Image: UK Department for International Development / Wikimedia Commons
First published on Sunday the 6th of September, 2015, this piece comes in at number 11 in the top 30 Villainesse stories of 2015.
I still remember the first refugee camp I ever visited – it was in Eastern Nepal and full of people from Bhutan. The second was in Tindouf in Algeria, and had been home to refugees from Western Sahara for over 30 years. One camp was full of huts with mud floors, the other was in the middle of the desert. But there was something that both camps had in common – more than anything else, the people who lived there just wanted the chance to go home. I met young people from Western Sahara who had spent their entire lives in those camps, where “today is the same as yesterday, and would be the same as tomorrow” They were educated, frustrated and angry.
The international community absolutely has a role to play in all of this. While the ultimate goal is peace and stability in the home countries for these refugees, we still have a role to play in helping the neighbouring countries who bear the brunt of displacement, while also offering ourselves up to those who are seeking a new home.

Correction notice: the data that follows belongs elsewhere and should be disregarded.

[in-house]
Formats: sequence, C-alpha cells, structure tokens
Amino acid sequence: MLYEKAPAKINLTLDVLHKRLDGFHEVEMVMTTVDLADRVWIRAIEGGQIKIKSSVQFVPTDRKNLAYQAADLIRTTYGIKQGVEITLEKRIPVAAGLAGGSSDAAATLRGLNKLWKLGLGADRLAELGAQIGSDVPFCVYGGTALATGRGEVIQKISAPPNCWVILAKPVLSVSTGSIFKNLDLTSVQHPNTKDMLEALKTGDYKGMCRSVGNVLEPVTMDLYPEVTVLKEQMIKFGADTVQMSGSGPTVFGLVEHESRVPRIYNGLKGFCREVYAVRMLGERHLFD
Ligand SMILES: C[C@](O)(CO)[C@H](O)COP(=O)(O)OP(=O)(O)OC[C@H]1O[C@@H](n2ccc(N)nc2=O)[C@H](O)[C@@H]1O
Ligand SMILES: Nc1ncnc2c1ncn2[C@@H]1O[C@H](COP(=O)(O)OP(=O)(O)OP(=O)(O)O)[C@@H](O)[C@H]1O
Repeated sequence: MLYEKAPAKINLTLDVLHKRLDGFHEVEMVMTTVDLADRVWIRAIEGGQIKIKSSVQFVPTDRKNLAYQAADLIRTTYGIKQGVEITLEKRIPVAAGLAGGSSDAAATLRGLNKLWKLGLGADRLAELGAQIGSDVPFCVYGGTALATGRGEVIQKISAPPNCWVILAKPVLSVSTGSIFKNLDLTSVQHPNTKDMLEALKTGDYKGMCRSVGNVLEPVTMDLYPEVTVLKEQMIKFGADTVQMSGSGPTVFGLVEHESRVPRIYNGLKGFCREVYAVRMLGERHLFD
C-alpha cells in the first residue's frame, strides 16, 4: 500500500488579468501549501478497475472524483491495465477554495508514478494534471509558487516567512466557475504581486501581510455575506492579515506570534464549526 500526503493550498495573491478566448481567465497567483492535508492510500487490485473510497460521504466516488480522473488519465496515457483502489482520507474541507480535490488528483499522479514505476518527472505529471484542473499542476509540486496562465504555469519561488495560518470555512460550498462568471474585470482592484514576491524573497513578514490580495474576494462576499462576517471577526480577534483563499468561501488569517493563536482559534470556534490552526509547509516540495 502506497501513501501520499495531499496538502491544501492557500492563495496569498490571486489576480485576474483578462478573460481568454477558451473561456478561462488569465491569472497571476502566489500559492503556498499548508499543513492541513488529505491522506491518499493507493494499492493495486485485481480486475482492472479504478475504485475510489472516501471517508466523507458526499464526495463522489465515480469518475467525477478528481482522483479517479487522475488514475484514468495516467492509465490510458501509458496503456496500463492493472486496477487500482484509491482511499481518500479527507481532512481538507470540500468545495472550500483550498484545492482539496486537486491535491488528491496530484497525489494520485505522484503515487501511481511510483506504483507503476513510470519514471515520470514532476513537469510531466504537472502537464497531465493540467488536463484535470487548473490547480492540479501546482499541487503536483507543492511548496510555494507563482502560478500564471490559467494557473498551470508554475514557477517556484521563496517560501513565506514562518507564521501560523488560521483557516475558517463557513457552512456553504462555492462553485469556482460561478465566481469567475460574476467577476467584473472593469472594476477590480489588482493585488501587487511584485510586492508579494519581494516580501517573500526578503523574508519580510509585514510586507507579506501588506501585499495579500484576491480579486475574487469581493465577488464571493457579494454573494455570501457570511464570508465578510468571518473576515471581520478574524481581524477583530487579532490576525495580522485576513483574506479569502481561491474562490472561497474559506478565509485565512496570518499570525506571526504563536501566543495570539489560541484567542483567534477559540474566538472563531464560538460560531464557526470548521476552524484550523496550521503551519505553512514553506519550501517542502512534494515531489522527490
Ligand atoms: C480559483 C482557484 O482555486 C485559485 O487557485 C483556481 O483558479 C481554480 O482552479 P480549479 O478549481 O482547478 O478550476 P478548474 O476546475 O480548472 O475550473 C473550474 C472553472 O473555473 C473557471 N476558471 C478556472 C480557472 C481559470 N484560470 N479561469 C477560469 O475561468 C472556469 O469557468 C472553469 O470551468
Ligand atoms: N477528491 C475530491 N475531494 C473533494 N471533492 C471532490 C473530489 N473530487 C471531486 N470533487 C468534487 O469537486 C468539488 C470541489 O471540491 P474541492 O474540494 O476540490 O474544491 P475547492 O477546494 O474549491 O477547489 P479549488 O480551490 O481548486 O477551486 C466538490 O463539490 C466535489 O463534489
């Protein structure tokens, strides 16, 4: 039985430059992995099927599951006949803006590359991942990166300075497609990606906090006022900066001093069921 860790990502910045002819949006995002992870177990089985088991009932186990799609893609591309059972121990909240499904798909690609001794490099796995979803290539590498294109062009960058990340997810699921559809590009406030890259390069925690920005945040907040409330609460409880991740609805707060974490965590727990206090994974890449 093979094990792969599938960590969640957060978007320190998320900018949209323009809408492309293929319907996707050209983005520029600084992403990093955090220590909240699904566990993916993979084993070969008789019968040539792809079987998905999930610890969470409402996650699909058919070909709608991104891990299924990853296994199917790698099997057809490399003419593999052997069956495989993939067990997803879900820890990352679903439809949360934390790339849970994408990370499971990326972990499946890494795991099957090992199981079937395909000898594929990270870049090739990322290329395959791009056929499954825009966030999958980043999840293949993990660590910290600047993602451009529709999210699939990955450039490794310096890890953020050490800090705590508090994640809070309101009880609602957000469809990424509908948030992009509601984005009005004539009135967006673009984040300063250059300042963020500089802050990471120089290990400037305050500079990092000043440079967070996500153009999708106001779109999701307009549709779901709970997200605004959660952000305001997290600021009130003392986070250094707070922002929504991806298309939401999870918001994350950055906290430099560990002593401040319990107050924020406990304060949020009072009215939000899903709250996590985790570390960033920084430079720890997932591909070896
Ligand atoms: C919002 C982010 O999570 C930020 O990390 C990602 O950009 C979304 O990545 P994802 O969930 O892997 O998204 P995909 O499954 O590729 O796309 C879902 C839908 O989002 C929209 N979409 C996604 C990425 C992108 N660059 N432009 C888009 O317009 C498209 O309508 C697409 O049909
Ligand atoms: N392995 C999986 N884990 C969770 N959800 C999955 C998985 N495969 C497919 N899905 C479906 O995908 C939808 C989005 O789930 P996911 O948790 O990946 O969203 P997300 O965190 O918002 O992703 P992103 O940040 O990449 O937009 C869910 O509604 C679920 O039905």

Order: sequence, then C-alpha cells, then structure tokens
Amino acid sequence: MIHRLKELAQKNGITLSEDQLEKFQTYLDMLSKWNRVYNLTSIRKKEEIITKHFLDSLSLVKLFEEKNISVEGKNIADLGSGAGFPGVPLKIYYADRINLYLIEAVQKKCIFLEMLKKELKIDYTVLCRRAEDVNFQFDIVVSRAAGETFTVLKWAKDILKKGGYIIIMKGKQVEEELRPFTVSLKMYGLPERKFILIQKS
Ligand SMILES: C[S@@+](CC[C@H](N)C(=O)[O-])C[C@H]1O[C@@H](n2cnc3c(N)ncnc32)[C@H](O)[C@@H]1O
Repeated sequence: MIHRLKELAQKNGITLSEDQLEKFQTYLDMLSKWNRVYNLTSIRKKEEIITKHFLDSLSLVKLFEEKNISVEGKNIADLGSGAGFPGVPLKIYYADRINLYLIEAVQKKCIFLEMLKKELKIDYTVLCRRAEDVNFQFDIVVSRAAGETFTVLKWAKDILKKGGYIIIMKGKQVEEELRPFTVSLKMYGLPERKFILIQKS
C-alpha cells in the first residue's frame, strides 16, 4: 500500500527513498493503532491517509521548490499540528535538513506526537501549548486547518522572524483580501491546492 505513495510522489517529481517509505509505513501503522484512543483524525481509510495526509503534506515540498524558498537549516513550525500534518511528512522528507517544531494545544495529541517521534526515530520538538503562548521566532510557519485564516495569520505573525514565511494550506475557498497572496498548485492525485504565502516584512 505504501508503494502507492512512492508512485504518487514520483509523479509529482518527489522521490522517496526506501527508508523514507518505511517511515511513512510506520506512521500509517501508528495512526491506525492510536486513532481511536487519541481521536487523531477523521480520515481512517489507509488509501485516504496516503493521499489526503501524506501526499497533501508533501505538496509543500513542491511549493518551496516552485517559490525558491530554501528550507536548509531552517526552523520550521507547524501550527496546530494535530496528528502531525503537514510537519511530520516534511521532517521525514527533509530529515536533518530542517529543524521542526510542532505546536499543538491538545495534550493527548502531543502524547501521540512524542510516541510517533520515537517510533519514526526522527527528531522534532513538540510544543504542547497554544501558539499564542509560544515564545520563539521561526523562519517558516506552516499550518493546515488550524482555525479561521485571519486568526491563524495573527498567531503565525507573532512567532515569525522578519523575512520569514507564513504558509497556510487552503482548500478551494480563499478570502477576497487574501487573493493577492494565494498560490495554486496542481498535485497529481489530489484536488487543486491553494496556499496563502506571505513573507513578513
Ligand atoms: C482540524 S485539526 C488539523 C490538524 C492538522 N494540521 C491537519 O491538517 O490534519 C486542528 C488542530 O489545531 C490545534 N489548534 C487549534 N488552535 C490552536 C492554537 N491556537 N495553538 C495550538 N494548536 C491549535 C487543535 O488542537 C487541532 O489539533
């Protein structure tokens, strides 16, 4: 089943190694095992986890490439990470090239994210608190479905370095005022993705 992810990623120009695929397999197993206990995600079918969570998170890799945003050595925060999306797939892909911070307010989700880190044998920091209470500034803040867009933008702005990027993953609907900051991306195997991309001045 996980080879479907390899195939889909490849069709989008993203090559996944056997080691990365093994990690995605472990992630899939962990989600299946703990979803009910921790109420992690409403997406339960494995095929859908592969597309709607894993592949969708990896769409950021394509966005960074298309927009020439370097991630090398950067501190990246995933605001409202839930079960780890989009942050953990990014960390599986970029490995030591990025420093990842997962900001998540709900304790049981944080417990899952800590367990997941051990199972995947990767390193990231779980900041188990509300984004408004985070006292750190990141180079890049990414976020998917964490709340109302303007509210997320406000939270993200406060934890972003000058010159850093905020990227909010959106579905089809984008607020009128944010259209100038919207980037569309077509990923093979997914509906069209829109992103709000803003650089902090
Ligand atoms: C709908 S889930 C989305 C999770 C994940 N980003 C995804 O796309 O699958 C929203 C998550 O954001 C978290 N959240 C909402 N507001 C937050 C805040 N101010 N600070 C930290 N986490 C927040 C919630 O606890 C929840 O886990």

It is on this latter point where people have questioned whether New Zealand is doing enough, and rightly so.
You have heard all of the statistics – we take in 750 refugees per year and that has us ranking pretty poorly against other countries' hospitality. But it’s about more than us doing our bit, it’s about us remembering who we are, and what it means to be kiwi. It’s about the moment a sinking fishing boat full of asylum seekers was rescued by a container ship named the Tampa, and Australia refused to take them, so we did. 131 of them. Not only did we take them, we welcomed 207 of their family members. That was more than 10 years ago, and remains what Helen Clark calls “one of the best decisions I ever made.”
We have a chance to do that again.
On Tuesday, Andrew Little will try and table a bill in Parliament that will allow another 750 refugees to enter New Zealand this year. For the bill to have a chance to even be considered by parliament, we need every single member of parliament to agree. We did it for a bill to extend the hours that bars can open for the rugby world cup just a few weeks ago, surely we can do it for this – and you can help. Email your local MP (firstname.lastname@example.org) and share your views.
We have a chance here to not only do the right thing, but to remind ourselves what it is to be a kiwi.Support Villainesse